These two important pieces of legislation safeguard access to abortion care and contraception throughout the state, shielding New York residents from the dangerous effects of ongoing federal efforts to undermine reproductive rights.
Both bills were passed by the state Assembly and Senate on Tuesday, Jan. 22 — the 46th anniversary of the Roe v. Wade ruling — and then signed into law the same day by Gov. Andrew Cuomo.
“With a White House actively working to tear apart the fabric that makes up our nation’s vital family planning safety net, and a new anti-Roe majority now seated on the U.S. Supreme Court, it was critical New York’s lawmakers took action to protect the health and rights of our state’s residents,” Debra Marcus, Family Planning’s chief executive officer, said.
The Reproductive Health Act enshrines into state law the right to choose abortion care as recognized in Roe v. Wade, protects health care providers who perform abortions from criminal prosecution and regulates abortion as a public health, not a criminal, matter.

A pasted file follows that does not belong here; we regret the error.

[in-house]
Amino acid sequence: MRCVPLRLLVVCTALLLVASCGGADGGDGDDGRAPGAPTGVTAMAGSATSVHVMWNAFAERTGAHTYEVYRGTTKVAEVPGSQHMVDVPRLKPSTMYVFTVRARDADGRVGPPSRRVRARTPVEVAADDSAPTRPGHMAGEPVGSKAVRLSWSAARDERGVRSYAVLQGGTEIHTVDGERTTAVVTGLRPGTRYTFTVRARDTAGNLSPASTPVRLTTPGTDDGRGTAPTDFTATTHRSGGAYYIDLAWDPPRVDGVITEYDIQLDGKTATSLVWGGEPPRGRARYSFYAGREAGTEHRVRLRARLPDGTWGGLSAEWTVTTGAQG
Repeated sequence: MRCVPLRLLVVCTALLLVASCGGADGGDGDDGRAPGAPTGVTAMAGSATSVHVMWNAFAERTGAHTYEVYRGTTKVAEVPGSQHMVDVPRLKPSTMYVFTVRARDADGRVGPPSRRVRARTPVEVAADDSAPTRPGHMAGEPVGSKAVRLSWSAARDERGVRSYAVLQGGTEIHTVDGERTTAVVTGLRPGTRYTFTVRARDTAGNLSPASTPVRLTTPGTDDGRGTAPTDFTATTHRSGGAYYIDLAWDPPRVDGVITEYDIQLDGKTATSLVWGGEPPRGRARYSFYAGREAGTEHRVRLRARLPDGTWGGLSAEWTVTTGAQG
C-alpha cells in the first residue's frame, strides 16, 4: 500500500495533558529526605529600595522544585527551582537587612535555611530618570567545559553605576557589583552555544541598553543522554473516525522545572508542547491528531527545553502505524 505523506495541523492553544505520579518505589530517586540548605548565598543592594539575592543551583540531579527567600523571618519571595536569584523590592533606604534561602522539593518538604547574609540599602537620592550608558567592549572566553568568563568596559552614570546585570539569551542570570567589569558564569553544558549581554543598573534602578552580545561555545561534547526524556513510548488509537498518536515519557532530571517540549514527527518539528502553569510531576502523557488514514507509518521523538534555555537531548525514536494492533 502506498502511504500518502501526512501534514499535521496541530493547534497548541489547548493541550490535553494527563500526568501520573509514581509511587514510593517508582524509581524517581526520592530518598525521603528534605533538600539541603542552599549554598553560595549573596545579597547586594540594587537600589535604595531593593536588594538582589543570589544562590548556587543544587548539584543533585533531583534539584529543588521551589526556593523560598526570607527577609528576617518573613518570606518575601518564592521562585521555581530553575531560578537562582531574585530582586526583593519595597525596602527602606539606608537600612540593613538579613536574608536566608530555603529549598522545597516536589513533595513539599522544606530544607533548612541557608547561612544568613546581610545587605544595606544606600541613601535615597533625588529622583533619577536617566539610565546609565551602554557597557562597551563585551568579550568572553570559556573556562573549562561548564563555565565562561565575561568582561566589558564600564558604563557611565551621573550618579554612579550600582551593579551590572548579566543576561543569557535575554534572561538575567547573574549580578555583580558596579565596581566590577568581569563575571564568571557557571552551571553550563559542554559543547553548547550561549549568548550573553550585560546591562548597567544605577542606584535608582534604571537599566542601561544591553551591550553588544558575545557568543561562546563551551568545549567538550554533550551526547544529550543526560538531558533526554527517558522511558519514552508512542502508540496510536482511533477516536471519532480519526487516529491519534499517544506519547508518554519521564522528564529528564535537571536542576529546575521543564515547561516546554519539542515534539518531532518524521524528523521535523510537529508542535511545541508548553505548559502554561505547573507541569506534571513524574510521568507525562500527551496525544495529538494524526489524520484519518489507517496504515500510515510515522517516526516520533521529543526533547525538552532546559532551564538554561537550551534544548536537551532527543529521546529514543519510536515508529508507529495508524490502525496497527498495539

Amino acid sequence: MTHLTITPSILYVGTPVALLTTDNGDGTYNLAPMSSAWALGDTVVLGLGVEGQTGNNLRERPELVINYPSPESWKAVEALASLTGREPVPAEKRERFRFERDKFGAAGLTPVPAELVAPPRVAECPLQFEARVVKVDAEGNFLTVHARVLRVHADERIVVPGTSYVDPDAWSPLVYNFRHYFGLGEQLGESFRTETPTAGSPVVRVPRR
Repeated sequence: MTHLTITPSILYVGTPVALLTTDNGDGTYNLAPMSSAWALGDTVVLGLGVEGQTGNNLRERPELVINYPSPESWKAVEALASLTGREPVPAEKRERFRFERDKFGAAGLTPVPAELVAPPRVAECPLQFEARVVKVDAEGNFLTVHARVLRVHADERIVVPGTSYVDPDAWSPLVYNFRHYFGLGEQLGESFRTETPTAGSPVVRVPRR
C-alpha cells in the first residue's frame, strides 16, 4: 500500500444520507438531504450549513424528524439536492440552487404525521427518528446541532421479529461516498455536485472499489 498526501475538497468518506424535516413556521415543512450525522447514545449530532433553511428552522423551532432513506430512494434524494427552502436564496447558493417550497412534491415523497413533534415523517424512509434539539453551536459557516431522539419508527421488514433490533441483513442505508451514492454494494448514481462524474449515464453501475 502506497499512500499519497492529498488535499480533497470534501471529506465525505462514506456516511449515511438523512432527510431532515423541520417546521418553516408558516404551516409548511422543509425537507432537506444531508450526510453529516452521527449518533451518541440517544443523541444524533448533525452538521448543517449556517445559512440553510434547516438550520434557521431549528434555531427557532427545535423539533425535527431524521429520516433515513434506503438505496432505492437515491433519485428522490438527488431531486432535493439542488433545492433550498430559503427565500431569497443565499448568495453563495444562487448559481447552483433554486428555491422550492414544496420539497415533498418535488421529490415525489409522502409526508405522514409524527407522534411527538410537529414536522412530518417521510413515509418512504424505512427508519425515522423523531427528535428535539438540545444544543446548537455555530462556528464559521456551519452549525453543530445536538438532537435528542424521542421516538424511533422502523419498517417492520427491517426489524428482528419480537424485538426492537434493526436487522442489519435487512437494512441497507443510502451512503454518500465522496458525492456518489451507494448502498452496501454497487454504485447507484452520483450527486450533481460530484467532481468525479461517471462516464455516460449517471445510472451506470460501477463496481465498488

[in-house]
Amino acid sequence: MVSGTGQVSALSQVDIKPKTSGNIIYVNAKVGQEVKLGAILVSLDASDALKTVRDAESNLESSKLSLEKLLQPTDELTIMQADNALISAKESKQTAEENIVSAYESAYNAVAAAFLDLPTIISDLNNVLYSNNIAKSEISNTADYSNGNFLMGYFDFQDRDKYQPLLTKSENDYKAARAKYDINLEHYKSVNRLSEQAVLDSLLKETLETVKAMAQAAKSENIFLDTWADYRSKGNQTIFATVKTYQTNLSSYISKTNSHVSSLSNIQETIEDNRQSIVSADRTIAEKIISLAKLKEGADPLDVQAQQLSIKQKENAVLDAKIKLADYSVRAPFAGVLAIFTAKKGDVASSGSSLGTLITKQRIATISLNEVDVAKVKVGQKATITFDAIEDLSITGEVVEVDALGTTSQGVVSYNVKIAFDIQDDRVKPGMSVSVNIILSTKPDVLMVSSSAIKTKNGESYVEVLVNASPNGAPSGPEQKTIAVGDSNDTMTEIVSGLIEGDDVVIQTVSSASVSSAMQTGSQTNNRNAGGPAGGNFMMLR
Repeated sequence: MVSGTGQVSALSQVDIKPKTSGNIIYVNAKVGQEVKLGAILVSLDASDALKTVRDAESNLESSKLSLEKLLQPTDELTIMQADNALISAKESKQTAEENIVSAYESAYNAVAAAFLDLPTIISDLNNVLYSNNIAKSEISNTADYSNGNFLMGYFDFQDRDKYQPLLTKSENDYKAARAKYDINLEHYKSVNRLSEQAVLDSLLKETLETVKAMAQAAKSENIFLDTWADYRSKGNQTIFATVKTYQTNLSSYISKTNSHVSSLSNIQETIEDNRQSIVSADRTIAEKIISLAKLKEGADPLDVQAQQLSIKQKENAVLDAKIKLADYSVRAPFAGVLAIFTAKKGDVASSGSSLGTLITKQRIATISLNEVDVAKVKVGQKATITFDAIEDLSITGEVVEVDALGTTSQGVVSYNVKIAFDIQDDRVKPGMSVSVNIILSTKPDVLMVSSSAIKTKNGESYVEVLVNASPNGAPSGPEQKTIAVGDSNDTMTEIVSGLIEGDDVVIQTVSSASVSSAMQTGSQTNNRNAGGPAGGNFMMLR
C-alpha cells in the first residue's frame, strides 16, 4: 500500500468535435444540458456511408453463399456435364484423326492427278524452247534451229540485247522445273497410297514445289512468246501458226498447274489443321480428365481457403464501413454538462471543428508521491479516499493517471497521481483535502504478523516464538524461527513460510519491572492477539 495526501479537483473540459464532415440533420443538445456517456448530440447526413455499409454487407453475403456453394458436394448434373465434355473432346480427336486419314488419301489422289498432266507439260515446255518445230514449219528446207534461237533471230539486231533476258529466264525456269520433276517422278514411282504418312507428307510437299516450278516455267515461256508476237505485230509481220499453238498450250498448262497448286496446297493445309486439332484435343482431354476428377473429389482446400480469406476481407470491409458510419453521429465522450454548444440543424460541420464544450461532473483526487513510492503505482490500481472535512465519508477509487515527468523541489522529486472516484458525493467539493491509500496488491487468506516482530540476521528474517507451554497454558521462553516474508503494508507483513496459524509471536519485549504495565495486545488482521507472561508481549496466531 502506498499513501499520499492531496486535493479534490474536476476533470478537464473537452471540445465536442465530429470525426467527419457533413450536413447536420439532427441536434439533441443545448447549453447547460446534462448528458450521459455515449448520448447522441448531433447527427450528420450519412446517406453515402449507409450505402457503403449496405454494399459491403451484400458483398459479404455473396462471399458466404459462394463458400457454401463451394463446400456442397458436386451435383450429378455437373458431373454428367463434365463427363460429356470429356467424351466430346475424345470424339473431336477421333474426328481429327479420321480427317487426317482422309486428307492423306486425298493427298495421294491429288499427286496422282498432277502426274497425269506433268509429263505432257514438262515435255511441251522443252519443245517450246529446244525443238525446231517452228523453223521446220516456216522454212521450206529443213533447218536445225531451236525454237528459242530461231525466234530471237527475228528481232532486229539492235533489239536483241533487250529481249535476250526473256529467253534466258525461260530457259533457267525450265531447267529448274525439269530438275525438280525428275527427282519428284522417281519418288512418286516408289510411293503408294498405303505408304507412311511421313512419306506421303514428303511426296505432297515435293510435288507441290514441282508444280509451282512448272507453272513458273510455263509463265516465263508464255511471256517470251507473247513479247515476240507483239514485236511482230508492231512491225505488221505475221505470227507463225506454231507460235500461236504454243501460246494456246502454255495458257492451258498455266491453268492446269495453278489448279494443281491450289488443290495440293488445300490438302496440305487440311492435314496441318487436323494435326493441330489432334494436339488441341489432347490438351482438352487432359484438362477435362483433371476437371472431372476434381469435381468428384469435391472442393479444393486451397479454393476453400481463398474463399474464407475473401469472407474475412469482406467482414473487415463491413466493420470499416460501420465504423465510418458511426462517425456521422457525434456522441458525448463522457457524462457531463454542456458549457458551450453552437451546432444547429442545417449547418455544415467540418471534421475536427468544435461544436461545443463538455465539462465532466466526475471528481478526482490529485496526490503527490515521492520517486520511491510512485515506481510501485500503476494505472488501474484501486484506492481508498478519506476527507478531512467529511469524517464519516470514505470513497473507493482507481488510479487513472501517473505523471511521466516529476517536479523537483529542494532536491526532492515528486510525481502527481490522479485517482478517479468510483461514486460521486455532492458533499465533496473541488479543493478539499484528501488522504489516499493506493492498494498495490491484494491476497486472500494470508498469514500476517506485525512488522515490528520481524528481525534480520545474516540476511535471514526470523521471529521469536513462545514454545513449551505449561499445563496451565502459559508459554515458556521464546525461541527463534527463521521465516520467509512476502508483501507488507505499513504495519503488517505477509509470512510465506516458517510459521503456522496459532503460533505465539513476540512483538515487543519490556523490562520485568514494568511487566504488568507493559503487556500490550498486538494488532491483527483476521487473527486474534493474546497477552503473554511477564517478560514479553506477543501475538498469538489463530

“Abortion care is health care, not a crime,” Marcus said. “The RHA affirms that reproductive freedom is a fundamental component of equality and privacy.”
The Comprehensive Contraception Coverage Act enshrines the advances of the Affordable Care Act into New York state law, to ensure an individual’s timely and affordable access to the birth control method that’s best suited for their health and wellness.
Specifically, the CCCA requires health insurance policies to cover all FDA-approved contraceptive drugs and devices with no co-pay, allows for a patient to access a year’s supply of contraception at one time, and makes it easier for New Yorkers to use insurance to cover emergency contraception by allowing pharmacists to dispense it directly — similar to flu shots and the shingles vaccine.
“Patients, not politicians, should make the health care decisions that are best for them,” Marcus said. “And with these two new laws, New York once again serves as a national leader in protecting and strengthening access to reproductive health care, at a time when it is at great risk.”